Friday, July 30, 2010

Words Which Should Exist, But do Not

Milan Kundera spent a great deal of time in The Book of Laughter and Forgetting discussing the Czech word Litost and how he has yet to find a suitable word in any other language.

Joel has a running joke at the Schadenfreude blog wherein he matches a picture which to a word which he painstakingly crafts (using Latin and Greek roots). It is very funny and, sadly, terribly infrequent.

This all relates to a running theme in my head that there should be words to describe certain emotional/existential states.

So I ask these two men, neither of whom read my blog, to come up with words to describe the following experiences (which must be universal):
  • The moment you realize someone you really like holds completely opposite (and unacceptable) political and/or religious views.
  • The guilt you feel because you don't feel guilty.
  • The enormous smugness you feel upon finding current pictures of someone who broke your heart long ago, smugness which far overwhelms any envy you may feel because this person is far more successful or so famous that you should find their present day pictures on the internet.
So, yeah, get cracking boys!

Thursday, July 29, 2010

A Girl's Best Friend

Lately, I have become somewhat obsessed with Jewelry Television.

It all started late one Saturday night a few weeks back. I was paging through the guide, mildly irritated that there was nothing to watch, when the word Gemstones caught my eye. "They aren't really selling loose stones," I thought, but when I clicked on the channel, I saw that that is exactly what they were doing. It struck me as so odd, the idea of buying gemstones from a television set, and I started to wonder who else was watching and who was buying. I have come to find the constant sales pitch of the announcers to be oddly soothing. I enjoy the random pieces of information about various gemstones (for example: moldavite was formed by/came from meteorites--I am so using that in a story some day). I like seeing gemstones of which I have never heard (chrome diopside) and evaluating them free of cultural baggage. The prices seem decent, but then, I really have no idea what gemstones are worth.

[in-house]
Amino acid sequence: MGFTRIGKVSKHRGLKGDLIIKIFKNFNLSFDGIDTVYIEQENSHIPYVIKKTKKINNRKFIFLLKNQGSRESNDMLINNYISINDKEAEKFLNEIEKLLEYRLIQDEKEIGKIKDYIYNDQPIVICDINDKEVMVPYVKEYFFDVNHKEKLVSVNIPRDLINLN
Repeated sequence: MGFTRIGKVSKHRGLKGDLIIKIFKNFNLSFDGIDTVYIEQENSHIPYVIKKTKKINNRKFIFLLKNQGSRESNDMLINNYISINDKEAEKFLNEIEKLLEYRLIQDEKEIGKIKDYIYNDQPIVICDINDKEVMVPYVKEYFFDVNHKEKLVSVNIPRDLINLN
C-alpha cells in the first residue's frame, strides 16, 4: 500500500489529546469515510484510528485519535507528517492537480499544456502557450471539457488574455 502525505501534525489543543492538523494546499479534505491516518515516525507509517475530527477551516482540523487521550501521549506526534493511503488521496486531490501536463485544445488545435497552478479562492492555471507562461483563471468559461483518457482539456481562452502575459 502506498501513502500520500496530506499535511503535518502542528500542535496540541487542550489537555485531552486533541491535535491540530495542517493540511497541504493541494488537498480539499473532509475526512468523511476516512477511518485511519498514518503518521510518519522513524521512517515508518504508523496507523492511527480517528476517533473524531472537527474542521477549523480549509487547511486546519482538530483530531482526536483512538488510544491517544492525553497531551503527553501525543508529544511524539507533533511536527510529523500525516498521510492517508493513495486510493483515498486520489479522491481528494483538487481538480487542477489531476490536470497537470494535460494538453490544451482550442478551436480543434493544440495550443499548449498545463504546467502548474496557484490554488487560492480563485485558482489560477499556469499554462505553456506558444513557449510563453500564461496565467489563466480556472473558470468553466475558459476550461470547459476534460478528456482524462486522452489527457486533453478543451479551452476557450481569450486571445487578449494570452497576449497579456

I suspect it is only a matter of time before I actually buy something and then I will be stuck wondering what to do with the beautiful, shiny objects.

I have not found myself similarly enthralled by the jewelry shows. I suspect this is because my inner magpie is not sated by items which have a function.

A few months ago, I received an email asking if I would check out a jewelry designer's website and post my honest thought on my blog. Now, ordinarily, I ignore these sorts of requests, but Sarah seemed sincere and I like looking at shiny objects, so I checked out her website, thought the pieces looked cute, flagged her email for later consideration, and forgot all about it.

This probably is a pretty good description of my relationship with jewelry in general. I fall head over heels in love with a piece, bring it home, admire myself in the mirror, put it away because I don't have that many places to wear jewelry, and then forget about it when the occasion for display presents itself. This may be, in part, because with the exception of my wedding ring, I don't wear jewelry very often. Even though I have two holes in each earlobe and one on the left side of my nose, holes that I really prefer to avoid re-piercing whenever the need for earrings arises, I rarely even manage to wear simple posts in my ears. You can forget about bracelets and necklaces and I have never quite figured out how one wears a brooch. I would like to say this is part of a larger problem I have with accessorizing in general, but I think it really is due the fact that I fidget. A lot. If left to my own devices, I play with my hair, jiggle my legs, and tap out drum beats with my feet, jewelry would just be another thing with which I would unconsciously fiddle. Which I know makes me look self-conscious, immature, and ultimately, unattractive (though, on the plus side, all that nervous movement may be burning extra calories, so that's something). And since the whole point of adorning one's self with decoration is to make one's self attractive to others, I would sortof be working against my own interests, wouldn't I? Not to mention that I have lost many pieces of everyday jewelry precisely because I unconsciously removed them, set them down somewhere, and forgot all about them until later.